Academic journal article European Journal of Psychotraumatology

Adult Experience of Mental Health Outcomes as a Result of Intimate Partner Violence Victimisation: A Systematic Review

Academic journal article European Journal of Psychotraumatology

Adult Experience of Mental Health Outcomes as a Result of Intimate Partner Violence Victimisation: A Systematic Review

Article excerpt

INTIMATE PARTNER VIOLENCE AND MENTAL HEALTH

Adult experience of mental health outcomes as a result of intimate partner violence victimisation: a systematic review

Susan Lagdon, Cherie Armour* and Maurice Stringer

School of Psychology, University of Ulster, Coleraine, Northern Ireland, UK

Abstract

Background : Intimate partner violence (IPV) has been known to adversely affect the mental health of victims. Research has tended to focus on the mental health impact of physical violence rather than considering other forms of violence.

Objective : To systematically review the literature in order to identify the impact of all types of IPV victimisation on various mental health outcomes.

Method : A systematic review of 11 electronic databases (2004-2014) was conducted. Fifty eight papers were identified and later described and reviewed in relation to the main objective.

Results : Main findings suggest that IPV can have increasing adverse effects on the mental health of victims in comparison with those who have never experienced IPV or those experiencing other traumatic events. The most significant outcomes were associations between IPV experiences with depression, posttraumatic stress disorder, and anxiety. Findings confirm previous observations that the severity and extent of IPV exposure can increase mental health symptoms. The effect of psychological violence on mental health is more prominent than originally thought. Individual differences such as gender and childhood experience of violence also increase IPV risk and affect mental health outcomes in diverse ways.

Conclusions : Psychological violence should be considered as a more serious form of IPV which can affect the mental health of victims. Experiencing more than one form of IPV can increase severity of outcomes. Researchers should look at IPV as a multi-dimensional experience. A uniformed definition and measure of IPV could help advance knowledge and understanding of this disparaging global issue.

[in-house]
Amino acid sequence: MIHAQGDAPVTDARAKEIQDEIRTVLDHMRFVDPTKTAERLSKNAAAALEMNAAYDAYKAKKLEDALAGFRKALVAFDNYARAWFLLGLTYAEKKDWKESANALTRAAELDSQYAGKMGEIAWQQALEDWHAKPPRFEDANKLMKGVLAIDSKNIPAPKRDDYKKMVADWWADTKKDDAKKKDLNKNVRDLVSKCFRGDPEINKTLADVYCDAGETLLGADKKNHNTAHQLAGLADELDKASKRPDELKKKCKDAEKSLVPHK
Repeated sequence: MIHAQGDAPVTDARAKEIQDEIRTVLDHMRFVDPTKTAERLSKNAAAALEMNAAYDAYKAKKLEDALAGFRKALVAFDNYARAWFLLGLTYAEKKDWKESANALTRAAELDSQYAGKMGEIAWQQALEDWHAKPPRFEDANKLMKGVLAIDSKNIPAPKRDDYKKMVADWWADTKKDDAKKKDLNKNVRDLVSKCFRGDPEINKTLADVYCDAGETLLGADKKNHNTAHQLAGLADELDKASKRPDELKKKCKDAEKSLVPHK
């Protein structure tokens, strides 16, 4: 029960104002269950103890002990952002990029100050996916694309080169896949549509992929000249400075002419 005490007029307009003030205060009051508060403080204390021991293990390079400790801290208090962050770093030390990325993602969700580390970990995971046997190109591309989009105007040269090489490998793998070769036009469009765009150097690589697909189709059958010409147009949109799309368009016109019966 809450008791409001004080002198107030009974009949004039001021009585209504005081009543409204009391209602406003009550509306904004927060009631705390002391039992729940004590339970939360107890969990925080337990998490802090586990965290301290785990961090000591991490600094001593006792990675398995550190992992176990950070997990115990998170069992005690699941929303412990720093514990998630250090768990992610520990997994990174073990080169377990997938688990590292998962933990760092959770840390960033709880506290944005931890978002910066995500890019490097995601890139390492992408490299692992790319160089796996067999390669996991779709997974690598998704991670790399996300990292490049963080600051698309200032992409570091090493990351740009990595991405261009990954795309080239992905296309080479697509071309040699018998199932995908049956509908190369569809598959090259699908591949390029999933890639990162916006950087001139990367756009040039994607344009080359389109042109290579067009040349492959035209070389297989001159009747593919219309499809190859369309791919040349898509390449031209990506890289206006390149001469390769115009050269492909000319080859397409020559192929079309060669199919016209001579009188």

Keywords: Intimate partner violence; domestic violence; PTSD; depression; gender; mental health

Responsible Editor: Sheila Sprague, McMaster University, Canada.

*Correspondence to: Cherie Armour, School of Psychology, University of Ulster, Coleraine, Northern Ireland, UK, Email: armour.cherie@gmail.com

For the abstract or full text in other languages, please see Supplementary files under Article Tools online

This paper is part of the Special Issue: Intimate partner violence and mental health . More papers from this issue can be found at http://www.eurojnlofpsychotraumatol.net

Received: 29 April 2014; Revised: 10 July 2014; Accepted: 14 July 2014; Published: 12 September 2014

European Journal of Psychotraumatology 2014. © 2014 Susan Lagdon et al. This is an Open Access article distributed under the terms of the Creative Commons Attribution 4.0 Unported (CC BY 4.0) License (http://creativecommons.org/licenses/by/4.0/), allowing third parties to copy and redistribute the material in any medium or format, and to remix, transform, and build upon the material, for any purpose, even commercially, under the condition that appropriate credit is given, that a link to the license is provided, and that you indicate if changes were made. You may do so in any reasonable manner, but not in any way that suggests the licensor endorses you or your use.

Citation: European Journal of Psychotraumatology 2014, 5 : 24794 - http://dx.doi.org/10.3402/ejpt.v5.24794

Intimate partner violence (IPV) has become a global issue of concern which negatively affects individuals beyond the immediate harm incurred through physical injury (Giridhar, 2012). Historically, terms such as wife battering, wife abuse, domestic violence, and family violence have been used to describe this occurrence (Van Parys, Verhamme, Temmerman, & Verstraelen, 2014). …

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